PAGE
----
Use Case Part I: Balsamiq

Leon Barnard, Designer and Writer (and Developer-in-training) at Balsamiq, describes how the second version of the Balsamiq Docs static site went beyond purely functional to do things the team didn’t think Markdown and static sites could do.

In this three-part series, Leon describes some great solutions to problems that many technical sites have faced.

The three parts cover documenting multiple product versions, adding play and pause to animated GIFs, and providing flexibility and expansion options in lists of linked pages.


A year and a half ago we ditched our flaky content management system and converted our documentation site over to a “docs like code” system using Hugo, Gulp, and GitHub, with content written in Markdown. It was a long process and we were happy just to see it up and running.

After the dust settled, we started imagining what we wanted for the next version, and realized that the system we had built had limitations that we would have to overcome. This is a story of three challenges and how we solved them.

Note: The code in this article is specific to Hugo, the static site generator we use, but should be adaptable to other static site generators.

Challenge #1: Documenting multiple product versions

Our product, Balsamiq Mockups, comes in multiple “flavors,” as we often call them. There are two versions of the core product (the wireframe editor) that are sold as: a stand-alone desktop version, a hosted web version (“myBalsamiq”), and plugins for Google Drive and Atlassian Confluence and JIRA.

Select product

That’s seven different products that we sell, catered to different types of users. This is great for our customers, but a challenge for our docs.

The majority of our documentation is how to use one of the two core wireframe editors. Very little has to do with platform-specific features. So, seven products that we sell, but only two main sets of documentation.

For historical reasons, most of the common documentation is in the Desktop version docs. If you used our product on a different platform, you had to know to go to the Desktop docs.

This is what the content folder in our GitHub repo looked like, which meant that a lot of customers had this experience:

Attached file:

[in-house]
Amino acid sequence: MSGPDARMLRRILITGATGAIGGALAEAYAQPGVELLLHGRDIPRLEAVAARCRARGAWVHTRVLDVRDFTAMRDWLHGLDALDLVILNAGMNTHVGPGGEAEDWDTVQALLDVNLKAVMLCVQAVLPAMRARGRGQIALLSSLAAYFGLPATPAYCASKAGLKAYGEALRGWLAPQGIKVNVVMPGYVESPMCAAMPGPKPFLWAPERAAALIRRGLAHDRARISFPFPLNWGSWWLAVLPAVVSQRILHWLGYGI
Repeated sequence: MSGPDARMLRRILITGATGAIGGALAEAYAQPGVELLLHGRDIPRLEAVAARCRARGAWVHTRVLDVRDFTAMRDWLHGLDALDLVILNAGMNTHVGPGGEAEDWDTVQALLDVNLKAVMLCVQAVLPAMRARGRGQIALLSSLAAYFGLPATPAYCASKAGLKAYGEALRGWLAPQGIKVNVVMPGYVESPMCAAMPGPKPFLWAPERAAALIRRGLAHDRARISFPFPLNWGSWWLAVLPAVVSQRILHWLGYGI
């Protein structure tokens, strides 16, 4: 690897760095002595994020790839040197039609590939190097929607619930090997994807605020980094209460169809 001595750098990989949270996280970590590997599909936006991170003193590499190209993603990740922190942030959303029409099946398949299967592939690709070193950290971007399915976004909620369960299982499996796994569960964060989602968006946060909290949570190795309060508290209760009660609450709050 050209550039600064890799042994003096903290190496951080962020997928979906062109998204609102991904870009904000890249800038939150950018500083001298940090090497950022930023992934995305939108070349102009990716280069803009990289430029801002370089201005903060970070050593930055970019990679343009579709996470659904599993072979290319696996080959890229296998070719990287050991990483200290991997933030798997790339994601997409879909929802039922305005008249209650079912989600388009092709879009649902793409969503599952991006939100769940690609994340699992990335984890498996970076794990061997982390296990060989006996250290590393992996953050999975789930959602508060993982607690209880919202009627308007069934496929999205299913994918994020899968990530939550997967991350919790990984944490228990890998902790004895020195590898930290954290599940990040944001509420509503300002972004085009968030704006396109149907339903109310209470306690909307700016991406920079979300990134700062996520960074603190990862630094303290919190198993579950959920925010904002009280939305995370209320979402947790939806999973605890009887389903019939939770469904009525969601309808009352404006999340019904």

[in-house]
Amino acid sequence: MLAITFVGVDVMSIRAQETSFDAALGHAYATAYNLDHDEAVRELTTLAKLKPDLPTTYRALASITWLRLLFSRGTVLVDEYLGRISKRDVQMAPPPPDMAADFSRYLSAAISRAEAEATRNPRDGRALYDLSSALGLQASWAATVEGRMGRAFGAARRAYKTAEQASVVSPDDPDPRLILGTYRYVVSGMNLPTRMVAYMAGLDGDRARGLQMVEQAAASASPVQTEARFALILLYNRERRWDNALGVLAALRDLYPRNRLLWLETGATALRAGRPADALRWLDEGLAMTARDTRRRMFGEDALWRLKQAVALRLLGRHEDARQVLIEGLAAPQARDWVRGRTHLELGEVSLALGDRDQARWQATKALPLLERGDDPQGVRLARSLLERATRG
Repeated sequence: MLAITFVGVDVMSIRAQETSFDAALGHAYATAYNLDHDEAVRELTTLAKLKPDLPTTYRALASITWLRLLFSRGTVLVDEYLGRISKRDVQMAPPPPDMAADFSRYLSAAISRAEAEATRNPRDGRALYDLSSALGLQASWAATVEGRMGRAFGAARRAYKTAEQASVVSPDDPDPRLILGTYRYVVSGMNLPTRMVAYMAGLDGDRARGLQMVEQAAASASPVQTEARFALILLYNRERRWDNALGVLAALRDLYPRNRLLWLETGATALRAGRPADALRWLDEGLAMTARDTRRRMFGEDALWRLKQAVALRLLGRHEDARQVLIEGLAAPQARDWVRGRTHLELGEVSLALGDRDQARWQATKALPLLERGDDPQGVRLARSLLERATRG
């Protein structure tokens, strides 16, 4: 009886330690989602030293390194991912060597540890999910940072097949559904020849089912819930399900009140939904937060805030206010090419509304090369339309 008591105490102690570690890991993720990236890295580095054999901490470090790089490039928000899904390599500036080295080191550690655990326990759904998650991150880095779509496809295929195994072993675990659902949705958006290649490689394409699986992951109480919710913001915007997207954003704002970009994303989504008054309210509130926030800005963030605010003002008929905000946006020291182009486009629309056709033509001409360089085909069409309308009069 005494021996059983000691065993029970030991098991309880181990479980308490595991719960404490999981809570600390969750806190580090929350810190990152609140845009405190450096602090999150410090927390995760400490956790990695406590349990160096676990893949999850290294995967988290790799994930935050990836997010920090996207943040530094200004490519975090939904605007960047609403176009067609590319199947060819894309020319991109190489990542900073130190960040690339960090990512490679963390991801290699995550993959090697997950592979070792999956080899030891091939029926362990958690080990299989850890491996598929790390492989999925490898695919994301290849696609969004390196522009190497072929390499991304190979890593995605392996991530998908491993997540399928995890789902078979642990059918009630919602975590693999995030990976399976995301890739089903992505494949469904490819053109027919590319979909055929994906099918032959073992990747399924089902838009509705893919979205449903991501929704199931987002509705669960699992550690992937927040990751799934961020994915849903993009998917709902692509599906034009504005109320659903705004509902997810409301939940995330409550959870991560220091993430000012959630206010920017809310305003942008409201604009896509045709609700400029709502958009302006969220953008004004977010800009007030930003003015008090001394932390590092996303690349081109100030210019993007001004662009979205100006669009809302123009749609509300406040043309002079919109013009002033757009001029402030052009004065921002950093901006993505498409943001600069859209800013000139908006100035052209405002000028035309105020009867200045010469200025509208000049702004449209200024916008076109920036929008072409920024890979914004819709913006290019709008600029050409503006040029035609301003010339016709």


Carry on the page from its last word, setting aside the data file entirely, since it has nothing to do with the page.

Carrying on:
Concept confusion

For the next update to our docs, we decided that we needed to finally address this issue. We wanted a complete set of docs for each product version and platform.

Concept combos

But, of course, we didn’t want to maintain seven copies of each article. We wanted to be able to write the docs once and have them show up across multiple versions.

A simple solution, I suppose, would have been to switch from Markdown to a file format that supports including content from one file in another (like reStructuredText or AsciiDoc). But, I’m stubborn (and Hugo doesn’t support them well). I like how simple Markdown is and I wanted to see if we could achieve what we wanted without abandoning it.

I enlisted the help of our resident Go expert, Luis, and he wrote some code to do just what we wanted. This code inside one of the Hugo templates allowed us to put help files in two hidden folders (called “_v2” and “_v3”) that would get injected into files across multiple documentation folders each time the site was generated. The end result was that users could now find the information where they expected to find it.

Content insertions

Instead of changing file formats, we leveraged the flexibility of Hugo to use the meta data (front matter) from the Markdown file as a trigger to tell Hugo to insert content from one file to another.

The code looks like this:

{{ if .Params.include }}
 {{ $include := .Params.include }}
 {{ if eq .Params.editorversion 3 }}
   {{ range where .Site.Pages "" "menub3editor" }}
     {{ $file := .File.BaseFileName }}
     {{ if eq $file $include }}
       {{ .Content }}
     {{ end }}
   {{ end }}
 {{ else if eq .Params.editorversion 2 }}
   {{ range where .Site.Pages "" "menub2editor" }}
     {{ $file := .File.BaseFileName }}
     {{ if eq $file $include }}
       {{ .Content }}
     {{ end }}
   {{ end }}
 {{ else }}
   {{ end }}
{{ else }}
 {{ .Content }}
{{ end }}

Hugo looks for two pieces of front matter. The first is the presence of a parameter called include. If that exists, it looks to see which version of the editor to use. Then it copies the content from the file with the same name from the core documentation folder (“_v2” or “_v3”) specified in the editor version parameter.

Mix and match

If the include parameter isn’t present, Hugo just uses the Markdown content in the file without copying content from elsewhere. This allows us to mix and match docs that are unique to one product with docs that share functionality with multiple products.

It took some effort to get it set up, but now we don’t even think about it. It’s really easy for the content writers, and we’ll be able to extend it when we add yet more versions in the future (we already are, in fact).

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